They reject innovative programs, knowing full well that this simply pushes many of these programs "underground". It all but forces the students to lie to the University, as they try to honor "traditions" but also submit benign plans to the Greek Life Office each semester. This foundational disconnect builds a foundational mistrust between greek organizations and the University from the very first Greek experience. Where to you think that relationship goes from that kind of beginning?
Instead, I'd proposet the the Universtiy adopt a policy of REALISM. Understand the present environment (warts and all), and deal with each situation with REAL, thoughtful initiatives. You might not like what you see after a realistic assessment, but to deny reality, does not change reality: It simply means you are unwilling to deal with real life, on life's terms. You can avoid reality, but you can't avoid the consequences of avoiding reality.
To simply deny something is happening and then go back to a solution that fits nicely into a checkbox for a report: is not running an organization - it's just mindless administration - at the peril of the school and the students combined. In my opinion, this is presently how greek life is run at Bloomsburg University.
All this has been said, REPEATEDLY to various parts of the University Administration. Greek Alumni have joined all the right groups and been to all the right meetings for 7+ yeas now. We've reached out to all the right people, but still the mindset remains: fuzzy-happy-feel-good solutions and liability management over thoughtful, realistic consideration of complex issues and progressive solutions that result in better graduates.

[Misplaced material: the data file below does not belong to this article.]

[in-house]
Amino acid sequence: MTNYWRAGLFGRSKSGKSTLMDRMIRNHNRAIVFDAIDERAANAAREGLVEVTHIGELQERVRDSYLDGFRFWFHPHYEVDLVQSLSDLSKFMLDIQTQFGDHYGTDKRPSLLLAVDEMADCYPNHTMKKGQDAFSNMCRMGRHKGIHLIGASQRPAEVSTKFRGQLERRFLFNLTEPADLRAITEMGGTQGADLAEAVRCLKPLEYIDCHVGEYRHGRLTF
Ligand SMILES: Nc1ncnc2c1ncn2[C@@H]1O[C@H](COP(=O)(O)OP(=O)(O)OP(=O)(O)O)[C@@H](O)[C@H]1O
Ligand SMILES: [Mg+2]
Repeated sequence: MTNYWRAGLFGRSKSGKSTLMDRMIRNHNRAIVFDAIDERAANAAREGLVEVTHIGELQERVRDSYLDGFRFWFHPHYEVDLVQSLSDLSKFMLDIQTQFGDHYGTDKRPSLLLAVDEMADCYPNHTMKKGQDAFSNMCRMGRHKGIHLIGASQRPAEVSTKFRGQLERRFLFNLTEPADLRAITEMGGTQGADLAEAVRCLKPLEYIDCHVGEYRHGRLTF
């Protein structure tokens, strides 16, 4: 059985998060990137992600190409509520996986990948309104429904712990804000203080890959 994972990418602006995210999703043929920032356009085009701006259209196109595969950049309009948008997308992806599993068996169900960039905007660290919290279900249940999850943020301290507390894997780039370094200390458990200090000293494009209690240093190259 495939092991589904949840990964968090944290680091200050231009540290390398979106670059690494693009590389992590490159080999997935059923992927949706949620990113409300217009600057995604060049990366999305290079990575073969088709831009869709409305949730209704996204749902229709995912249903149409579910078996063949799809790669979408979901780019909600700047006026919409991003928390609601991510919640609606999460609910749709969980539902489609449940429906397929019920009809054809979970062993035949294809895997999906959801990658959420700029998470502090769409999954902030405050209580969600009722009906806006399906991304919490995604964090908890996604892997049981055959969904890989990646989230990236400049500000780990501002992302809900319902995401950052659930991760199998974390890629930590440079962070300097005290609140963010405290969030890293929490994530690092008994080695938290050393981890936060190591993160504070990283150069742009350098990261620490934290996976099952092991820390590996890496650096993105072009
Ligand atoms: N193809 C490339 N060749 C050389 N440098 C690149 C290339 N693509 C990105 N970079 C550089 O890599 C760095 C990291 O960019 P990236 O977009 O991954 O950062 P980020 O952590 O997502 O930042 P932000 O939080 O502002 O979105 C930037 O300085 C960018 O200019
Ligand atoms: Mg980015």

Such thoughtful, realistic plans have been created and submitted to the University to try to set a higher bar on the mens side of new member program. Plans that would change the "earn vs. given" membership dynamic that presently exists at Bloom. Plans that would teach new members that fraternity membership is JUST BEGINNING at the end of the new member program. Plans that would teach financial solvency to those coming into organizatons who have never been taught financial solvency before. Plans that show that a greek organization is basically a small business, and if done right: the rewards (like banquets) can be within reach.
But those plans and each of those things are roundly rejected - in favor of the present "check-off the box" kind of admin we see in the Greek Life Office...all of which is based in "plausable deniability" and "risk management" as dictated by the University lawyers.
Is this really how we want to run a place of higher learning? Put risk management above the students and all else? Haven't other Universities recently found themselves in a TON of trouble, for having such closed door, "circle the wagons for stability" cultures on campus? When you know a problems exists, and fail to address the problems in a realistic and timely manner: can you really be suprised when each little problem eventually becomes a GIANT, DANGEROUS SITUATION? I don't thinks so.
I want my Alma Mater to dare to be exceptional. I want my beloved Bloomsburg to buck the trends that are presently holding back so many institutions of higher learning from actually creating outstanding individuals. I want my favorite State School, to be bold, and trendsetting and allow it's greek organizations some leaway in creating innovative programing that helps each become "healthy" so that the entire greek environment can flourish, and achieve all the great things I see in that kind of human potential housed behind that college on the hill, behind Carver Hall.
(cue National Anthem)